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Full moon on January 23-24, 2016

Full moonrise, above, by Mohamed Laaifat Photographies in Normandy, France.

Tonight – January 23, 2016 – the moon is full. This full moon falls on January 24 at 1:46 Universal Time. Although the moon turns full at the same instant worldwide, the clock time – and possibly the date – differ by time zone. For the mainland United States, the moon reaches the crest of its full phase on this Saturday evening on January 23 at 8:46 p.m. EST, 7:46 p.m. CST, 6:46 p.m. MST or 5:46 p.m. PST.

The January 2016 full moon counts the second full moon after the December solstice. In North America, we often this full moon the Wolf Moon, Snow Moon or Hunger Moon.

Astronomically speaking, the moon is full at the moment that it’s most opposite the sun in its orbit (180o from the sun in celestial or ecliptic longitude). For general reference, however, we can say the moon is full all night tonight, lighting up the nighttime from dusk until dawn.

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The January 4, 2015 rising full moon in Italy, via Osservatorio Astronomico Università di Siena.

The January, 2015, rising full moon in Italy, via Osservatorio Astronomico Università di Siena.

Elsewhere around the world, the moon reaches the crest of its full phase at different times on the clock. Looking at the worldwide map below, you can see that the full moon comes at midnight for the Atlantic Ocean, noon for the Pacific Ocean, sunset (January 23) in Alaska and sunrise (January 24) in Asia. All these places will see a full-looking moon lighting up the sky tonight from dusk until dawn.

But to see the moon at the instant of full moon, the moon has to be above your horizon on the nighttime side of the world.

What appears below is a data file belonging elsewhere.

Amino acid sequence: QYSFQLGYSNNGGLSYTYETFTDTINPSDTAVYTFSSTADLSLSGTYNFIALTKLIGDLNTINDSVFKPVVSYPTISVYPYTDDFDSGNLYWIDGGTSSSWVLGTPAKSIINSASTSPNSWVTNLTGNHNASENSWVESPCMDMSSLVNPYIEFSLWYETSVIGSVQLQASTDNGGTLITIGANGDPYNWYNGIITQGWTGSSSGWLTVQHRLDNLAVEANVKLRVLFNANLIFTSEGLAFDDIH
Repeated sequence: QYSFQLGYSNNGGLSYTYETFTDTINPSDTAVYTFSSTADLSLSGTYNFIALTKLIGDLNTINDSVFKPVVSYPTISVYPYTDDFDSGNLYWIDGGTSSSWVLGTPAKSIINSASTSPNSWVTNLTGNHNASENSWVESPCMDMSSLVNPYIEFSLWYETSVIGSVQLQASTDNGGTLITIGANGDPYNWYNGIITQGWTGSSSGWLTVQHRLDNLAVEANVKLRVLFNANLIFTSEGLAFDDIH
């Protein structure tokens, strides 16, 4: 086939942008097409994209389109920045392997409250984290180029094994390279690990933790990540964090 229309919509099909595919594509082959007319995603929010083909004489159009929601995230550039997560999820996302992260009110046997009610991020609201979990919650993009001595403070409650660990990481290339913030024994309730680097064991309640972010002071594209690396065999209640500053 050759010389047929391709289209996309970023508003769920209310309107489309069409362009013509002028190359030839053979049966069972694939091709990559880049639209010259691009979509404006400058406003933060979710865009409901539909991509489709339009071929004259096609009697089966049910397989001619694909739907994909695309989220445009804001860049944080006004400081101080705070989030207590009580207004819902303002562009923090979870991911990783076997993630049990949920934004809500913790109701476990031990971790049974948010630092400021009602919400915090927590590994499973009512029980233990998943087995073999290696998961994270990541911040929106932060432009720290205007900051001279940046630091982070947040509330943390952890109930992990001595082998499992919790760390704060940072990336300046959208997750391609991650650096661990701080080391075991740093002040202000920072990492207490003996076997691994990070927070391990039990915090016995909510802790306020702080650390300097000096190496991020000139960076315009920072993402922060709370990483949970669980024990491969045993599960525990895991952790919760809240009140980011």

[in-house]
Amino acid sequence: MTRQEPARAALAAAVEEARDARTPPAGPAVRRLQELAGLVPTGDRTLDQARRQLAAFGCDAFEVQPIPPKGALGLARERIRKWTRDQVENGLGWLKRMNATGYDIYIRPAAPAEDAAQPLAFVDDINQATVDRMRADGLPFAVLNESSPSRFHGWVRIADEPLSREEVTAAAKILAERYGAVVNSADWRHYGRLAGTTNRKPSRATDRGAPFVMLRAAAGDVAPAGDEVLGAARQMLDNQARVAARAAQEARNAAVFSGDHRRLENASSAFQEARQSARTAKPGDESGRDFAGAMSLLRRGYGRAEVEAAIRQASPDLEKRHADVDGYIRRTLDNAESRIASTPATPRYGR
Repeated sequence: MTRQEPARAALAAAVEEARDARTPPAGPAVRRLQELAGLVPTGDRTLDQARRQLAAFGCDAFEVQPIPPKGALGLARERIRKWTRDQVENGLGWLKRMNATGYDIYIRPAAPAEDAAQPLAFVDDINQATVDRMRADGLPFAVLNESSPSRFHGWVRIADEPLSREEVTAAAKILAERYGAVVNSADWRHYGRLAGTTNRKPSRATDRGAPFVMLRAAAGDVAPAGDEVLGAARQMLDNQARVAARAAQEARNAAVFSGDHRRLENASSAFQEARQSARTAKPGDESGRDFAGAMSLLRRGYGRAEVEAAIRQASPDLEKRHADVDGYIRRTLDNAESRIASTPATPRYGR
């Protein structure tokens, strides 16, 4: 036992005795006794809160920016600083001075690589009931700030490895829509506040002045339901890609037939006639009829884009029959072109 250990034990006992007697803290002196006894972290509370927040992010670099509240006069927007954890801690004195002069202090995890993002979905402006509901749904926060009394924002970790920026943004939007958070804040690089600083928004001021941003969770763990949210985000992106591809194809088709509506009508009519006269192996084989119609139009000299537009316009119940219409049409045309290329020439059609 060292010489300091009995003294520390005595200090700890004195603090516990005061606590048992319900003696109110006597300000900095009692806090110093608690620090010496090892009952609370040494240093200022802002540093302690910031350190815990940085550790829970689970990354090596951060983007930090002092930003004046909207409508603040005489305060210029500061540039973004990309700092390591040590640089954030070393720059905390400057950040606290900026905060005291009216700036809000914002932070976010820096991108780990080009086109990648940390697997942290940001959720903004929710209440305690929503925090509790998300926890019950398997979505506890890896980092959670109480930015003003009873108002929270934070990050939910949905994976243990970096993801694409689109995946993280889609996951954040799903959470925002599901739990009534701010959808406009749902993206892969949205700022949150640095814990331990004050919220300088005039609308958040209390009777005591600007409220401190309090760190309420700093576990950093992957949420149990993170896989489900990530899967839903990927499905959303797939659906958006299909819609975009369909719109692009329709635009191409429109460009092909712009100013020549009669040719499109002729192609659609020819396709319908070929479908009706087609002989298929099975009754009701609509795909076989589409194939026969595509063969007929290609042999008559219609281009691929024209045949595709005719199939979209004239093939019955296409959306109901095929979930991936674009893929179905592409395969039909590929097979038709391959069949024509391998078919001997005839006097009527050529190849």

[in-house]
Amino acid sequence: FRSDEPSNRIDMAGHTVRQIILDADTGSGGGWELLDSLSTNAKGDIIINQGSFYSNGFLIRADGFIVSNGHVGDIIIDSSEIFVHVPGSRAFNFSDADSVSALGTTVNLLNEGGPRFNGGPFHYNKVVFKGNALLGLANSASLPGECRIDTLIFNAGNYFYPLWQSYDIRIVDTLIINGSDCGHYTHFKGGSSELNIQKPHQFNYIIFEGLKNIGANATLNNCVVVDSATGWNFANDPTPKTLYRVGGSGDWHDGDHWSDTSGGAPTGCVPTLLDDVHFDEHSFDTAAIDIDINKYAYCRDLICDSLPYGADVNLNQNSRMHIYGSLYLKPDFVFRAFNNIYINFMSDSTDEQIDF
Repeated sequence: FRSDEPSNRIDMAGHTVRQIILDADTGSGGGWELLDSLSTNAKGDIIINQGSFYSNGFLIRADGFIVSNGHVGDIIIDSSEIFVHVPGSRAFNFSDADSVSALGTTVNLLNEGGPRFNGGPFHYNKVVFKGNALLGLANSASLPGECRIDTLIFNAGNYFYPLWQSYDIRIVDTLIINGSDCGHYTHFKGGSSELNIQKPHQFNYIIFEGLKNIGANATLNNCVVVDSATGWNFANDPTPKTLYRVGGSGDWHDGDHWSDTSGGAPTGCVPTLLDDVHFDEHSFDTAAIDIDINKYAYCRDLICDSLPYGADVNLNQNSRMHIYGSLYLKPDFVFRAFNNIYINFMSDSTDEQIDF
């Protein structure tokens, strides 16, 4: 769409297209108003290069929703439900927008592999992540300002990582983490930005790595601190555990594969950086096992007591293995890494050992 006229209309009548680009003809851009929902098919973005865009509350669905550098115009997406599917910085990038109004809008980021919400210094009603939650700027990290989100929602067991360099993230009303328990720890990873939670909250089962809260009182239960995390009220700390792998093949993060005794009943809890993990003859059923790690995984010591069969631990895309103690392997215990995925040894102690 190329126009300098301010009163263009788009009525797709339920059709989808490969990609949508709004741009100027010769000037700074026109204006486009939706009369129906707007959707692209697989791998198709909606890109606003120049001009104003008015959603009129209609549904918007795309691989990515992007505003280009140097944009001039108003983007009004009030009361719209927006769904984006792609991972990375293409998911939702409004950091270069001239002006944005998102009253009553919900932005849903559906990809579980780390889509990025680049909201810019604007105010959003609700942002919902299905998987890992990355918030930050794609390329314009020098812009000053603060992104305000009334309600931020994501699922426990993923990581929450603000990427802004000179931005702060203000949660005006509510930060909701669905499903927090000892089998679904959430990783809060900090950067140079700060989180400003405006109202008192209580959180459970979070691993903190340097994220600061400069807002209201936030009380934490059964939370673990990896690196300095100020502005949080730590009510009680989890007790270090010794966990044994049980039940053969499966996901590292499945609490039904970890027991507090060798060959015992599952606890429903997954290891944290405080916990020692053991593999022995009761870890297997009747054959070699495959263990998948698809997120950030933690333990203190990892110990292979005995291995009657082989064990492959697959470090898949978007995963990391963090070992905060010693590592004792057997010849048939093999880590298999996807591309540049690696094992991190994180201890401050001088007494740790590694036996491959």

In both the Northern and Southern Hemispheres, the January sun – unlike the January full moon – rises south of due east and sets south of due west. In the Northern Hemisphere, these far-southern risings and settings of the sun give us the short days of winter. South of the equator, the same far-southern sunrises and sunsets bring long summer days. Meanwhile, the full moon lies opposite the sun, mirroring the sun’s place in front of the backdrop stars for six months hence.

And that’s why tonight’s moon – like the sun in summer – will follow a high path across the sky as seen from the northern part of the globe – and a low path as seen from the southern.

This January full moon rises north of due east around sunset, climbs highest in the sky around midnight and sets north of due west around sunrise.

Day and night sides of Earth at the instant of the January 2016 full moon (2016 January 24, at 1:46 Universal Time).

Day and night sides of Earth at the instant of the January 2016 full moon (2016 January 24, at 1:46 Universal Time).

Beginning around January 20 - through mid-February - you can see five bright planets at once in the predawn sky.

In late January – through mid-February – you can see five bright planets at once in the predawn sky. We haven’t been able to see five planets simultaneously since 2005. Read more.

Bottom line: Watch the full moon shine from sundown to sunup on the night of January 23, 2016.

Bruce McClure

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